Howard Meibach and Paul Duran (ed.) Ask the Pros: Screenwriting. 101 Questions Answered by Industry Professionals. Hollywood. Ca.: Lone Eagle Publishing Co., 2004.
This book poses questions that are answered by numerous screenwriting experts.
Diane Dank states that great screenplays have been ones where she felt the emotions they portray.
Arnold Schulman warns against writers strictly following formulas.
Gregg McBride notes screenwriting presents a visual presentation. It does not have to be well written, fancy prose. It has to tell a good visual story.
John Fasano recommends a good plot that holds up and is logical.
David Goyes has gotten ideas from dreams. John Fascano recommends interviewing all kinds of people and reading obscure magazines for interesting story ideas.
Robbie Fox finds good characters emerge from people he’s observed and that he finds they are people with which others can identify.
David Goyes believes good characters emerge from their actions.
Craig Moss develops a beat sheet and outline before writing.
Robbie Fox researches people and often writes from inspiration from observed events.
Craig Moss and Stephen Suseo recommend “Story” by Robert McKee. Robbie Fox believes McKee’s book has been a bad influence on other writers. Gregg McBride recommends “Screenwriting 434” by Lew Hunter and “The Screenwriter’s Bible” by Dave Trottier.
David Goyer suggests a write tackle a subject about which the writer is passionate.
Barry Gold states when pitching an idea that one should be able to state the idea in one sentence.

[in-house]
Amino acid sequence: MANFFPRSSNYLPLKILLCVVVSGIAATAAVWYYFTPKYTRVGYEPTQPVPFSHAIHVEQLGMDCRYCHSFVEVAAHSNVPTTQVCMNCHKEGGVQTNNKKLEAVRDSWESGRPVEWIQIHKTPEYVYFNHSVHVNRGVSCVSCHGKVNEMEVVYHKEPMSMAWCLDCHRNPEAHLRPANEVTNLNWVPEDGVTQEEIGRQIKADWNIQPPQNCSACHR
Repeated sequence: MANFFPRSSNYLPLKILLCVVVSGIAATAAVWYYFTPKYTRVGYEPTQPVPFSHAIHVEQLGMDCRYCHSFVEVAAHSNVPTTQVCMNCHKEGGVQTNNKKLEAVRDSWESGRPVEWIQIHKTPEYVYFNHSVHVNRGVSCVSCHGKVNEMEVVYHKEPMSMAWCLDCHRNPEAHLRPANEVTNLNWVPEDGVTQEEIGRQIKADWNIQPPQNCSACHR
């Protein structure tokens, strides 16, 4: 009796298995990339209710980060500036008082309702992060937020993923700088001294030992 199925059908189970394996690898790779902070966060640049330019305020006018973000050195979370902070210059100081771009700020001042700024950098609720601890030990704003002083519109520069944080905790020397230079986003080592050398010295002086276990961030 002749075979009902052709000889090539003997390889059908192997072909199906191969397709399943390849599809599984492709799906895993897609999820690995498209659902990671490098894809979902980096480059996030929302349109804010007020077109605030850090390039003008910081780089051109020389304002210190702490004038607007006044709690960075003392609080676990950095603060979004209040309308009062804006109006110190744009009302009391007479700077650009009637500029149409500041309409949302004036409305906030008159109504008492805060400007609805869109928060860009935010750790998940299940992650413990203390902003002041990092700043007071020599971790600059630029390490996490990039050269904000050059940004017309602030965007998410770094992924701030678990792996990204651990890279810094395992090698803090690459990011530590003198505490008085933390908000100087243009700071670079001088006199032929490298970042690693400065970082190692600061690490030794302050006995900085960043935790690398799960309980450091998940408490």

Larry Brody warns that the film industry is not really searching for new writers and new ideas. The industry wants dependable writers and doesn’t want to risk using new, untested writers. New ideas are risky as it can’t be known how large a market will buy a new idea.
Larry Brody suggests people with new ideas to film it themselves, even if it is with $500 in equipment and using friends, and then using Internet media to show the new ideas.
Stanley Brinks advises that producers seek big idea concepts.
Ken Kokin, a producer, states he doesn’t use readers. He reads scripts himself.
Stephan Palmer warns that most scripts she’s seen did not have a strong basic concept.
Rio Hernandez states it is not likely that a script recommended by a reader is ever developed. Most ideas start at higher levels than readers.
John Truby recommends a screenplay pick a specific genre for a screenplay. The hero and heo’s opponent have to fit that genre’s framework.
Linda Cowgill states a character’s backstory is important but not critical. It could be shown using just a few details,
Dyann A. Rivkin states a screenplay needs well developed characters and a state that an audience willingly will suspend belief and feel is real.
Linda Cowgill recommends writers try to create a unique view for an already popular theme that audiences desire.